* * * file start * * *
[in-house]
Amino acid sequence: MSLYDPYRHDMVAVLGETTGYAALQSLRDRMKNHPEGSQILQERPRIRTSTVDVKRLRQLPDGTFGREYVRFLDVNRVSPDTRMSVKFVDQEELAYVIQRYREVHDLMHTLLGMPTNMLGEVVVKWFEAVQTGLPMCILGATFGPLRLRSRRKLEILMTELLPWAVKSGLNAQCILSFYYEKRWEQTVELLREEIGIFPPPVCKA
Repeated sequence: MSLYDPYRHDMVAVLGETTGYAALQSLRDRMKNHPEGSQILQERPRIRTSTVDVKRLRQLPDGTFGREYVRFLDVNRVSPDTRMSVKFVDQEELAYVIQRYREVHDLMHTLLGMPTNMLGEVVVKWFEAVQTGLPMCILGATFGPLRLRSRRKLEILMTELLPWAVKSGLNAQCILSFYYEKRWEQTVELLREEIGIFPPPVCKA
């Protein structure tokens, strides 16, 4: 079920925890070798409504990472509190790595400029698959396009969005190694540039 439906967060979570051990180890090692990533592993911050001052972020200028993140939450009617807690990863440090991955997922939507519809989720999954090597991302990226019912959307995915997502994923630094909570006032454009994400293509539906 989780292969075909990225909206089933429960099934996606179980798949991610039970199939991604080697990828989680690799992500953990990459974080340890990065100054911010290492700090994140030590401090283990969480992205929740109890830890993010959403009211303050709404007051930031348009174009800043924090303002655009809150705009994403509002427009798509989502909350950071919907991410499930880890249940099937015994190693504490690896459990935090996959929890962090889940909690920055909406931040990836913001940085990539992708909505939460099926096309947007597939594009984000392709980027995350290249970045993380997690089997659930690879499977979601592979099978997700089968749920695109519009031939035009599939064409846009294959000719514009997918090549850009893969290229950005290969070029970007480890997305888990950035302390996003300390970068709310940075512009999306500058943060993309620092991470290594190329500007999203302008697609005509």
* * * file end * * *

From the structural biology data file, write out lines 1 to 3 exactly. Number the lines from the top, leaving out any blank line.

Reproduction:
[in-house]
Amino acid sequence: MSLYDPYRHDMVAVLGETTGYAALQSLRDRMKNHPEGSQILQERPRIRTSTVDVKRLRQLPDGTFGREYVRFLDVNRVSPDTRMSVKFVDQEELAYVIQRYREVHDLMHTLLGMPTNMLGEVVVKWFEAVQTGLPMCILGATFGPLRLRSRRKLEILMTELLPWAVKSGLNAQCILSFYYEKRWEQTVELLREEIGIFPPPVCKA
Repeated sequence: MSLYDPYRHDMVAVLGETTGYAALQSLRDRMKNHPEGSQILQERPRIRTSTVDVKRLRQLPDGTFGREYVRFLDVNRVSPDTRMSVKFVDQEELAYVIQRYREVHDLMHTLLGMPTNMLGEVVVKWFEAVQTGLPMCILGATFGPLRLRSRRKLEILMTELLPWAVKSGLNAQCILSFYYEKRWEQTVELLREEIGIFPPPVCKA